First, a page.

My wireless mouse just died. I popped out the old AA battery and replaced it with a fresh one. My mouse is as good as new, but now I face the “old battery guilt.”
Recycling is something that became ubiquitous during my lifetime. I don’t think I ever heard of anyone actively recycling anything until I was an older child, and then it was just aluminum cans and newspapers. During my twenties (the 1990’s) it seemed that all over the country recycling morphed from a choice to a responsibility. And now, in many areas, it is a law (one of the many purely-pacifying, non-enforceable laws used to convince the masses that elected officials are abiding by the wishes of their constituents. NO one is going to inspect individual garbage bags to check for those EVIL dead batteries. ) I’m not sure what good recycling does, other than keep two crews of garbage collectors working instead of one. But I can’t ignore the societal guilt, and so my paper and plastic and glass all go into the blue bin.
The Daily Prompt yesterday asked the ten questions posed by James Lipton to his guests on Inside the Actors Studio. The prompt reminded me of a short story I wrote a very long time ago. One of the first sci-fi stories I ever tried submitting, I’m guessing sixteen years ago, maybe? I used those very questions as the basis of a machine that determines every person’s dream job, which leads to a perfect, balanced, happy, productive society. Except it doesn’t.
I dug through my old files, blew the dust off and re-read the story. I remember being so proud of it, I loved its clever twists and the personality of the protagonist. I loved my irreverent commentary on religion and on the idea of a ‘perfect’ society. I was proud of its length and supposed depth.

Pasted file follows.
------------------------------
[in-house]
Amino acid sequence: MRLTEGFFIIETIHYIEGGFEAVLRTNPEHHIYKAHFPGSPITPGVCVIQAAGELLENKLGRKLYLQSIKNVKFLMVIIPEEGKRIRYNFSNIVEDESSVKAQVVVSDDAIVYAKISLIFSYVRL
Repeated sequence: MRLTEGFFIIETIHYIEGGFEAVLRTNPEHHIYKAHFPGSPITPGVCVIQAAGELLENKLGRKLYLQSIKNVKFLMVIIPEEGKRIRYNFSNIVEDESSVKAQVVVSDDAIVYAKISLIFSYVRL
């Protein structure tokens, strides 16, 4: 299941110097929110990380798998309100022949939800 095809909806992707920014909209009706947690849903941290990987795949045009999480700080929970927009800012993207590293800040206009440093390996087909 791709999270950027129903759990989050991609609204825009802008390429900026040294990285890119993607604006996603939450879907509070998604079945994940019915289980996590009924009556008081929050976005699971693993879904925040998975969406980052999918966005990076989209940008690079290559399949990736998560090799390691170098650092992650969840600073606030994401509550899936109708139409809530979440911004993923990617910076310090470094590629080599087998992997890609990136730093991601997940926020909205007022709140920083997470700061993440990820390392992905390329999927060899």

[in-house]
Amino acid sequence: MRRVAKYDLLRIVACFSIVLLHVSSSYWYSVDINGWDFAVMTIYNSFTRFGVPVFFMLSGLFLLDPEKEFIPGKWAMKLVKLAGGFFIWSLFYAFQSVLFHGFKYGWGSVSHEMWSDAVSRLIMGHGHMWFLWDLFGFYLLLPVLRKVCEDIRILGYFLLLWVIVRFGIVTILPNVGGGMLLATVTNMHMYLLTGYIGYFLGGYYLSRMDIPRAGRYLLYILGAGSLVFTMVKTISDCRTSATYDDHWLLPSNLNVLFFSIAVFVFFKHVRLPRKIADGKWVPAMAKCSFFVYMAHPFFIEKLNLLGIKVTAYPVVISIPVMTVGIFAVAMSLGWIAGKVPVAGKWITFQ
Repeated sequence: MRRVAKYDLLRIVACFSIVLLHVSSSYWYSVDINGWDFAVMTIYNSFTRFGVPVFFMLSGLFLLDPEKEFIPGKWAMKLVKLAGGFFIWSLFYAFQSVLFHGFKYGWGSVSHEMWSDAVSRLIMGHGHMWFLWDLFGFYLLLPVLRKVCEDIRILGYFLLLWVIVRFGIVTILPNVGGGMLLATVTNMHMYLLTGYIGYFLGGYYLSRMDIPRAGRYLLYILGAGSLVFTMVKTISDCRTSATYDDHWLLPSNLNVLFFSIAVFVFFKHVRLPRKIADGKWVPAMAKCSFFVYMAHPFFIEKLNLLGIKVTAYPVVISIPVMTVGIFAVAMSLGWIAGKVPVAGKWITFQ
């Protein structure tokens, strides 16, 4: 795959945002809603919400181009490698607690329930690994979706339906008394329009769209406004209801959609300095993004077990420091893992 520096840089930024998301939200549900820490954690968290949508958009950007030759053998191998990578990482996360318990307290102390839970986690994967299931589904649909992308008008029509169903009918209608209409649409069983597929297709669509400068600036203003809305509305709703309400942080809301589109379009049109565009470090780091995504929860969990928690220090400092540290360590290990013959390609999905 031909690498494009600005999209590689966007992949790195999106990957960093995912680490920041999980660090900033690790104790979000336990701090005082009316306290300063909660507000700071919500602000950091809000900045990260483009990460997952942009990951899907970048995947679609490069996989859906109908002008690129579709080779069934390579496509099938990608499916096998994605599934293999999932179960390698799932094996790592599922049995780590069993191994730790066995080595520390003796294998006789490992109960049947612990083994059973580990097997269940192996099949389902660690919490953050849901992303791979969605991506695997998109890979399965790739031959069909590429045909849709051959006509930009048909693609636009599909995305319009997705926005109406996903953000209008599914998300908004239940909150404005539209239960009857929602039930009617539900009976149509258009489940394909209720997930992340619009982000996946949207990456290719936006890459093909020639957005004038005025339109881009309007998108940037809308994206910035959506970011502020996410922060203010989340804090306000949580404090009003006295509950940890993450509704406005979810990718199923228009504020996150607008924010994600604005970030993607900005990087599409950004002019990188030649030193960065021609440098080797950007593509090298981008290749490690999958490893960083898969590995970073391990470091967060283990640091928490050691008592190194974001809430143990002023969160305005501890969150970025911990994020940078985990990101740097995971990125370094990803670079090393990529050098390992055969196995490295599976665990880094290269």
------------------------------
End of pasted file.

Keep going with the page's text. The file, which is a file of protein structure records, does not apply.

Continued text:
I really wish I hadn’t gone back and re-read it. My memory of the story was better than the reality. It wasn’t nearly as ‘clever’ as I thought, and the writing was terrible!
I just spent a few hours clicking through article after article about the debates on the value of recycling in general and with batteries in particular. I read the phrase ‘contaminated groundwater’ about a hundred times, as the environmental sites all agree that is what not-recycling causes. The articles against recycling say we put more money and energy into recycling than we could ever get out of it. But we’re getting better (more efficient) at some (paper and glass) of it.
I read that when the costs get too high, towns just send the recycling to the landfills. I have seen the garbage crews here in Philly dump both the garbage bags and the contents of the blue bins in to the same trucks, on occasion. I read that landfills now are managed so that no groundwater ever comes in contact with the garbage.
One thing everyone agrees on: reuse is much better than recycling. Reuse makes very tangible sense to me. It doesn’t bother me at all to bring bags with me to the grocery store, or to flip paper over and use it again in the printer. Easy and sensible.
I published that terrible story yesterday – after fixing the most glaring grammatical mistakes. I really can’t believe I submitted it in that condition. No wonder it was so thoroughly rejected.
Why publish it now? Well, why not? No one will ever tell me it is bad. It’s over 8000 words. I seriously doubt anyone will make it all the way through. They’ll read to the end of the first section, click ‘like’ out of pity, if they are so inclined, and that’s it. And what good is it doing sitting on my hard drive, gathering digital dust and risking erasure? Reusing old stories, even bad ones, makes sense to me.
But the battery is going in the garbage.
And taking two smallish thoughts and mixing them up in to one longer blog post? Well that’s just efficient blogging. 🙂